While the federal government has done little to address school segregation in Baltimore since the late 1980s, activists have recently pushed Baltimore City Public Schools and the state of Maryland to address continued inequity in facilities, funding, and outcomes for city schools’ predominantly black student population. In 2012, the Jacobs Report documented the overall poor condition of schools, estimating the cost of correcting building deficiencies and deferred maintenance at $2.4 billion. Civil rights activists, including BUILD and the ACLU of Maryland, established a new coalition to push for increased school construction funding, dubbed “21st Century School Buildings for Our Kids.” The campaign led to new policies supporting the renovation or replacement of more than two dozen school buildings over a 10-year period.25

Fair housing activists have seen some small victories, notably a 2016 court decision on regional housing discrimination with the potential, according to the ACLU of Maryland, to begin “unwinding decades of housing discrimination against African Americans, families with children and people with disabilities.” The win came five years after the ACLU filed suit on behalf of Baltimore Neighborhoods Inc., the NAACP of Baltimore County and three Baltimore County residents charging that federal funding through the US Department of Housing and Urban Development supported local practices “including exclusionary zoning, resistance to subsidized housing and openly discriminatory housing and development policies” that created and reinforced residential segregation in Baltimore County.26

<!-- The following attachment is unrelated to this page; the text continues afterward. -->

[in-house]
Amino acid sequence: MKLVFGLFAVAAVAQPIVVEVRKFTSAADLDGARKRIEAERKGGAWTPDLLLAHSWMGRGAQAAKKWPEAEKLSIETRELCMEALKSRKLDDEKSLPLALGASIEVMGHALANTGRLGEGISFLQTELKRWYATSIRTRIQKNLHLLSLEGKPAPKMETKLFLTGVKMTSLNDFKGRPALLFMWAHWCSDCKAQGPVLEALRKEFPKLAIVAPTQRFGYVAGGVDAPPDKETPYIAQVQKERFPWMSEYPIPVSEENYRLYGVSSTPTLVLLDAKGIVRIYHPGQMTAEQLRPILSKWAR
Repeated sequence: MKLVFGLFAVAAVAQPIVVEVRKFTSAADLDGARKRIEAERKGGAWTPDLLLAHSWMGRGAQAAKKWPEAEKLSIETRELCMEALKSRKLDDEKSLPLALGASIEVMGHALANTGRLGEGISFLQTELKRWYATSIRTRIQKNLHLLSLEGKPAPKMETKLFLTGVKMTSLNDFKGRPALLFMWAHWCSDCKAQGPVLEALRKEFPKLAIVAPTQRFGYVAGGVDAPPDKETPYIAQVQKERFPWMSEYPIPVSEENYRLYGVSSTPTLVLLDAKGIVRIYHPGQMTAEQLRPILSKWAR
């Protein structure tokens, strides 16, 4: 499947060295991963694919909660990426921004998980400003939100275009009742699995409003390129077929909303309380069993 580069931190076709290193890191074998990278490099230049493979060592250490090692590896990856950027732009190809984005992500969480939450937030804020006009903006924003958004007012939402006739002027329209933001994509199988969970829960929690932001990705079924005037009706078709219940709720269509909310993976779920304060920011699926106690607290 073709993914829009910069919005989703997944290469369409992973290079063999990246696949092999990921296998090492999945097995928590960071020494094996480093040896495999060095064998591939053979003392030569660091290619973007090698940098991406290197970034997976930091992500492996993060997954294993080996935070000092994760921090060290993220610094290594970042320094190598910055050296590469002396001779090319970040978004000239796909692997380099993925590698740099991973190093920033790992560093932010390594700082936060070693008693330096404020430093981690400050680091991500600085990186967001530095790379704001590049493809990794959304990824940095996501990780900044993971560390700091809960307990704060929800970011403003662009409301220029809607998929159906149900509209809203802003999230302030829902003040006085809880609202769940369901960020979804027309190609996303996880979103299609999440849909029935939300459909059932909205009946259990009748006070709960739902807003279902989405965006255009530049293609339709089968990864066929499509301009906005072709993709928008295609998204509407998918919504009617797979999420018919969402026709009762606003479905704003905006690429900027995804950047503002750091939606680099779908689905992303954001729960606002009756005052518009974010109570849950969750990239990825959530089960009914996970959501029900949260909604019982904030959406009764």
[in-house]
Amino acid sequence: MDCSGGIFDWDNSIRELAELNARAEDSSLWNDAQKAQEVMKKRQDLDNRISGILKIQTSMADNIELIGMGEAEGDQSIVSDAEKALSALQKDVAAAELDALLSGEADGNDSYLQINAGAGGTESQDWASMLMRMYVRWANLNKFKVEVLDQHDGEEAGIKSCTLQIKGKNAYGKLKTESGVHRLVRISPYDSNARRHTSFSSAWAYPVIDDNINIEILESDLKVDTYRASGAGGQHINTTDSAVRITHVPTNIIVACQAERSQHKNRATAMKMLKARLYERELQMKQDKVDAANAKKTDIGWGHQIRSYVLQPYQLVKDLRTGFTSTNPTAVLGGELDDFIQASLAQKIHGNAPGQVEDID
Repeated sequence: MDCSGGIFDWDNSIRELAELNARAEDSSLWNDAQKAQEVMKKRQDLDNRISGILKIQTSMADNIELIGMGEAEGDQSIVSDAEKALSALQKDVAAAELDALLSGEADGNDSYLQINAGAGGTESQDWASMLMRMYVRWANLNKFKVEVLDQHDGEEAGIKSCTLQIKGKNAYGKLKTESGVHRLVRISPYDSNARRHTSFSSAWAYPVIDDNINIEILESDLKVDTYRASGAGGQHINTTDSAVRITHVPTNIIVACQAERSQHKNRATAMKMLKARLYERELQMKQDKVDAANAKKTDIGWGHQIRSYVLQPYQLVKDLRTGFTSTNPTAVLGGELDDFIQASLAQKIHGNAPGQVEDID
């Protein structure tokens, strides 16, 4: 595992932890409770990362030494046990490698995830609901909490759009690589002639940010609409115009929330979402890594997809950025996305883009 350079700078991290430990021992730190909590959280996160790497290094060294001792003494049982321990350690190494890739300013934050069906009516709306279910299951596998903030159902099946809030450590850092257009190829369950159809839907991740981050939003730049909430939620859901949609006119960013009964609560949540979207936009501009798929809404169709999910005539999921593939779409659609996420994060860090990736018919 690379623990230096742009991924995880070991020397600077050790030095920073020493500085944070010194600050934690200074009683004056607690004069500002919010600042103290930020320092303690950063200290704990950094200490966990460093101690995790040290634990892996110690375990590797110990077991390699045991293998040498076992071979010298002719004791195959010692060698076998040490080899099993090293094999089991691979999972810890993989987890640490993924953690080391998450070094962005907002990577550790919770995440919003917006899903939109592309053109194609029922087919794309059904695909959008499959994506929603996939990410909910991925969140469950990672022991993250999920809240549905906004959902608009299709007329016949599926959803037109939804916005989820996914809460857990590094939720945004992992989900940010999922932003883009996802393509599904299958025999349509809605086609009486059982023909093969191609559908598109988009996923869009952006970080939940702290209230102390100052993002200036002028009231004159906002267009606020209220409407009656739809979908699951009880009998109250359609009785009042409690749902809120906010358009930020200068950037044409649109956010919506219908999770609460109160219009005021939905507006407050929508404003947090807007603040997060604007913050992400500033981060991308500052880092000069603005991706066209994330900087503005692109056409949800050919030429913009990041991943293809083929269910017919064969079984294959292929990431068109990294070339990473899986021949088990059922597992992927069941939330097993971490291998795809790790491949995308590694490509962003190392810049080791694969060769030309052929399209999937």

Activists also demanded action on August 13, 2017, when hundreds of people gathered for a mass rally and march to show their solidarity after the murder of Heather Heyer by a white supremacist protestor in Charlottesville, Virginia. Just days after speakers at the rally called for the removal of Baltimore’s Confederate monuments, the Lee-Jackson Monument (B-4258) at Wyman Park Dell and three others were taken down, removing just a few symbols of the white supremacy that has pervaded Baltimore’s history.27